Hiring contractors: Eco-friendly vs. eco-fake
Thanks to a growing list of green companies and products, living in an eco-friendly home is attainable. Homeowners now have green options for everything from insulation and flooring to lawn fertilizer and paint. When it comes to going green around your home, there are some things consumers can do to make sure they are getting eco-friendly and not eco-fake.
"When you are painting, you can use non-toxic, low-VOC paint. Even housecleaners are looking at eco-friendly opportunities, using eco-friendly products when cleaning. My guess is this trend is going to continue and become more and more important," said Angie Hicks, the creator of the service referral website, Angie's List.
So it should come as no surprise when people look to hire they want service providers to be just as green. A recent Angie's List survey found 70 percent of users are interested in going green when it comes to service companies while 15 percent said they hire companies that are exclusively green.
Hicks said consumers should be warned the word "green" means different things to different people.
"With green practices being a new trend, consumers are a little skeptical that they truly are providing green services," said Hicks.
Check that the company has earned its green certification in its fields and then contact the agencies to confirm it. Hicks says don't stop at the ads or pretty websites. Do some digging.
"Don't take it for face value. Ask a lot of questions, so that you are sure what they say they are offering you is actually what you are getting," Hicks said.
You can check a company's answers with groups like the Forest Stewardship Council, which certifies safe harvesting of wood or the National Fenestration Rating Council, which certifies windows for energy performance or products earning the Energy Star or Watersense labels to ensure energy and water efficiency.
A good indicator is LEED certification. It means an independent, third party has verified the high performance standards in the work and the selected materials.
Do your homework so your green intentions are not wasted.
- Forest Stewardship Council : www.fsc.org/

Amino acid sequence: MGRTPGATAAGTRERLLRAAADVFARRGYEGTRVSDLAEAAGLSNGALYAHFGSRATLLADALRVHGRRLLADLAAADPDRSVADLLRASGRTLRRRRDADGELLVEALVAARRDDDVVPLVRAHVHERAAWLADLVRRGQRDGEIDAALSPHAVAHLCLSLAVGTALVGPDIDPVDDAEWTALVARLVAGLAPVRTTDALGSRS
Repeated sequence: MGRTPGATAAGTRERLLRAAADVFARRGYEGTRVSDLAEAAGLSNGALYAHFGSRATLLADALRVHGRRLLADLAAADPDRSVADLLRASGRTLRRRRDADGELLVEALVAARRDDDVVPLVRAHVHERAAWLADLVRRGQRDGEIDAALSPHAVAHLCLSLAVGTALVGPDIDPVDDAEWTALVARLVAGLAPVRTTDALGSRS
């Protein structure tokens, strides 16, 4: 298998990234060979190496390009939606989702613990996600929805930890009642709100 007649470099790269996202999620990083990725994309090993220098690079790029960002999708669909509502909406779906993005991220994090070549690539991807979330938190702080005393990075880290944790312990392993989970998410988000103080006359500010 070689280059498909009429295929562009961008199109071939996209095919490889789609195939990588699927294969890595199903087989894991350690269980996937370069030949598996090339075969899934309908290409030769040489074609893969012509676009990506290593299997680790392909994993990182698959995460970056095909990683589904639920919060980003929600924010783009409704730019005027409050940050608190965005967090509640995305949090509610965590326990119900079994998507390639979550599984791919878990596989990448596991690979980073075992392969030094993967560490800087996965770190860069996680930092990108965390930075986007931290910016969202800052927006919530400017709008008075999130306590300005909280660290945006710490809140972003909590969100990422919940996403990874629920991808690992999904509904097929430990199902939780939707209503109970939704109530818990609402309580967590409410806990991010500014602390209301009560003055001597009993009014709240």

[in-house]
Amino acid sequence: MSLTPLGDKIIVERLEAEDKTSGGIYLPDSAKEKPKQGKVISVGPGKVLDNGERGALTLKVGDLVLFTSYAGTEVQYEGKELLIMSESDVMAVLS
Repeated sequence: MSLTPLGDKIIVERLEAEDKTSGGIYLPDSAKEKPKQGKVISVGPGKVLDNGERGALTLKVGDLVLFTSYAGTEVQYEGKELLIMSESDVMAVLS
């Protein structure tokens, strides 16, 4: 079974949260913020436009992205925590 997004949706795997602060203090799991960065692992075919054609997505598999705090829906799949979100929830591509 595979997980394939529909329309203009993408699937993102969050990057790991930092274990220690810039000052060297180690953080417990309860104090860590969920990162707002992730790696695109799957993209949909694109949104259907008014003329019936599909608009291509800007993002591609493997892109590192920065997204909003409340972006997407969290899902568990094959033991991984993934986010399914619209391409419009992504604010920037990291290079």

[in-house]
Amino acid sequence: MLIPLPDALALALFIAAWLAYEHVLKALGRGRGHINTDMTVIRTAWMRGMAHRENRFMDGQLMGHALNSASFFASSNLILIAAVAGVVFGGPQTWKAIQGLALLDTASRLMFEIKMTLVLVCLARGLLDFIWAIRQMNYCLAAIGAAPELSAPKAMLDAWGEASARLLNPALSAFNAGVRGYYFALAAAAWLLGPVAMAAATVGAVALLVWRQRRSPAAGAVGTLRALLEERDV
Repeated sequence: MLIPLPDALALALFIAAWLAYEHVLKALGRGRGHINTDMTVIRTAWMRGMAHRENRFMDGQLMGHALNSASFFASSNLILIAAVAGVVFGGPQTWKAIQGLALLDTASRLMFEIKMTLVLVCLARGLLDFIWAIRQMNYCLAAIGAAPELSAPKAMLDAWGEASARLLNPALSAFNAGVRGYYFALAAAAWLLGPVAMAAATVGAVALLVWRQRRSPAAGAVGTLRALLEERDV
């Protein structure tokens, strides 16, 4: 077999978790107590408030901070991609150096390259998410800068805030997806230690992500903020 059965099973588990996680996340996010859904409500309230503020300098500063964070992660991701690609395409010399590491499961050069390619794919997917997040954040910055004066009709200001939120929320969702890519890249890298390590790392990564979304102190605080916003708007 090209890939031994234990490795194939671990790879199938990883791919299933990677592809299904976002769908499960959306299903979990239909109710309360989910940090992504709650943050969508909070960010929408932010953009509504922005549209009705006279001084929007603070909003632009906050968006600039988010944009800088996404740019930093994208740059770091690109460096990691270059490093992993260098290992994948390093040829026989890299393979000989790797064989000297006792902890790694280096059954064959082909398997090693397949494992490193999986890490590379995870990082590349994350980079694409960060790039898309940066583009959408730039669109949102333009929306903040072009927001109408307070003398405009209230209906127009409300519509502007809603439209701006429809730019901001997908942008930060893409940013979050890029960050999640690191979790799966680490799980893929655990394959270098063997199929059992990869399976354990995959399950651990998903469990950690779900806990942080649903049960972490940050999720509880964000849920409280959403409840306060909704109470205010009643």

- National Fenestration Rating Council : www.nfrc.org
- Energy Star : www.energystar.gov
- Watersense : www.epa.gov/watersense
Hiring Eco-friendly tips:
- Scrutinize ads: Advertising often misleads consumers with words, artwork and vague or exaggerated statements.
- Seek certifications: Companies that care about the environment should take the time to earn industry-specific green certifications from a reputable third party, such as LEED, the National Association of the Remodeling Industry (NARI) or the National Association of Home Builders (NAHB). Membership in NARI or NAHB doesn't guarantee the company is green. Check that the company has earned their green certification for design and construction.
- Do your homework: Confirm green training, licensing (if applicable), credentials, and work practices. Solar panel installers, for example, require licensing in some states.
- Track materials: Ask companies if they use sustainable products, such as the Forest Stewardship Council's certified wood from sustainably harvested forests. The National Fenestration Rating Council certifies windows for energy performance, and products earning the Energy Star or WaterSense labels ensure energy and water efficiency.
- Have a conversation: Take time to make sure your potential hires know that work practices that protect the environment are important to you. As you discuss your priorities, you'll get a good feel for whether the contractors share your passion. It will set your project off to a great green start.